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  • Did the Wild's Lack Of On-Ice Discipline Factor Into Evason's Dismissal?

    Image courtesy of Matt Krohn-USA TODAY Sports
    Justin Hein

    It’s a sports cliché to say that teams take on the personality of their coach. The obvious response in hockey is what personality? NHL coaches are pretty milquetoast, and it can be hard to identify the difference between one coach and another. To a large degree, hiring and firing coaches is mostly a motivational tactic for the players who make up underperforming teams.

    But Dean Evason’s passion and zest for the game stood out. Evason believed it helped him connect with fans. In a recent interview with The Athletic’s Michael Russo, he said, “When I did show my emotions, I heard from people that they love that. And I didn’t do it to get media attention. It’s just who I am. It’s just the passion that I have.” 

    It’s hard to disagree with him. 

    Just as he connected with fans, it’s clear that many of his players loved playing for him. So, why would firing him turn around Minnesota’s early-season woes? If it does, it will be due to a culture shift on the ice. 

    The root cause of the Wild’s poor early-season results are easy to identify. A bad penalty kill, poor goaltending, and an epidemic of players marching to the penalty box. Perhaps that justifies the firing of Bob Woods, who ran the team’s penalty kill. But can firing Dean Evason positively impact any of these other issues? 

    Take a close look at the timeline leading up to Evason’s firing. It’s easy to trace it back to postseason failures, which set the table for raised expectations. Three straight seasons on pace for 100-point seasons with nothing to show for it made the fans surly, and the team needed results this year. 

    In the past three postseasons, the Wild have lost to two Peter DeBoer-coached teams: the Vegas Golden Knights and the Dallas Stars. That may explain why they’ve had a lack of playoff success. DeBoer and his deadly power plays became enemy No. 1 for Wild fans last year when he publicly antagonized Minnesota’s tendency to take penalties. Evason responded by calling out the Stars for diving. 

    The response is typical of Evason’s straightforward nature. He’s accountable, but he’s also fiery. His reputation is well-known among players and the media. For example, Marcus Foligno defended his coach earlier this season, saying, “Deano is emotionally involved in the game, and it almost brings us emotionally involved in the game.” In the same interview, Evason admitted he was going out of his way to tone it down with the referees, which is a point of emphasis across the league this year.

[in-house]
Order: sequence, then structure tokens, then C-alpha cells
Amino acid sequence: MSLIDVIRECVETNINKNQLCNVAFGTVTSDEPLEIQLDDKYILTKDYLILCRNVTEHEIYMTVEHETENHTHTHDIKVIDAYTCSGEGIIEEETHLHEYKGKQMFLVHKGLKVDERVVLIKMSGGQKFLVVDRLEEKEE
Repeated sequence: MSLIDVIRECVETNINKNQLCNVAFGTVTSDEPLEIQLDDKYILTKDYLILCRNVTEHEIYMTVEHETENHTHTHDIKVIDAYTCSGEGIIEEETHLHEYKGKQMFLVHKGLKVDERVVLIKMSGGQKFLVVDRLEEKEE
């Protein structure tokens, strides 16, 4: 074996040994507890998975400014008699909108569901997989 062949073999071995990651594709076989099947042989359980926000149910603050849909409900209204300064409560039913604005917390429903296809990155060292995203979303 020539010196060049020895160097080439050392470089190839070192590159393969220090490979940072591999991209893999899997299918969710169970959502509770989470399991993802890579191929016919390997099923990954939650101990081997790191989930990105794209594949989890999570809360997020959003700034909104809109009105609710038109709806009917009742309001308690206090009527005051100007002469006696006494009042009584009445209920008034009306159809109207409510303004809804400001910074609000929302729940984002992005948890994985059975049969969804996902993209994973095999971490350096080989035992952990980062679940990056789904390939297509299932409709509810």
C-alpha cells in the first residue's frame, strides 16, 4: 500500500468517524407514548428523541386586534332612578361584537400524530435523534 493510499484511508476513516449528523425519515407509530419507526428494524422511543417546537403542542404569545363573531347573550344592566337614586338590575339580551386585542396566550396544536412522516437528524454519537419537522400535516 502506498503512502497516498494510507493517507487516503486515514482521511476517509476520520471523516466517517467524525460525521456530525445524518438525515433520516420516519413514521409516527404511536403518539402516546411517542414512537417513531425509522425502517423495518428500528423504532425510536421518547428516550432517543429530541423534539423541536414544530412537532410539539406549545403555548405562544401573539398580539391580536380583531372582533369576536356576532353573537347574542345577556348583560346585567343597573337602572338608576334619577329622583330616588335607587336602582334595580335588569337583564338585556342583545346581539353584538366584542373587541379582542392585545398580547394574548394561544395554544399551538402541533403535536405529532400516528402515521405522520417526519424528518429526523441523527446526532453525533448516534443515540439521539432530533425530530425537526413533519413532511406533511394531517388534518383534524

That brings us to the crux of the issue and the reason Evason’s firing may actually help the team. There’s reason to believe that Evason’s messaging inadvertently led players to take more penalties. It’s not because Evason coaches dirty hockey but because of the aggressive brand of hockey that he ascribes to. 

    Evason’s motto has always been aggression. Evason laid this philosophy out on his first day as the Wild interim coach. "We want the group to be accountable and aggressive. If we make a few mistakes because we're aggressive, we can live with that, but not if we are passive." In this case, aggression doesn’t refer to a place of anger but rather the contrast between proactive strategy and reactive strategy. 

    Think what this means on defense. Never sit back on your heels and wait for a turnover. Instead, chase the puck carrier and force the turnover. What does that look like when players get tired? Extra contact and aggressive stick-checking can increase holding calls, stick infractions, and other penalties.  

    That philosophy of aggression doesn’t only apply to his early tenure with Minnesota, either. Eleven years ago, Evason explained the philosophy he planned for the AHL Milwaukee Admirals. Read through his answer, and you’ll count the word “aggressive” five times in eleven sentences. Here’s his main point: 

    “I want our teams to play with as much passion and be aggressive as we possibly can. I want the team to play very up-tempo, to be in people’s faces, to put pressure on people to turn pucks over and make mistakes offensively.”

    Essentially, Evason doesn’t want his teams to sacrifice defensive pressure for fear of taking a few extra penalties. So, why is this no longer tenable? Take a look at Minnesota’s goaltending and penalty kill. They can’t handle an increased workload right now. 

    Evason’s tenuous relationship with the referees doesn’t help either. The Athletic’s Michael Russo referenced that “Evason, a fiery, hard-nosed player in his day, believes teams take on the personality of their coach.” 

    If there were any doubt, old friend DeBoer and his Stars proved that in spades when they drubbed the Wild 8-3 in St. Paul before they left for Sweden. It was a harsh reminder that Evason’s philosophy no longer seemed to mesh with the Wild’s talent.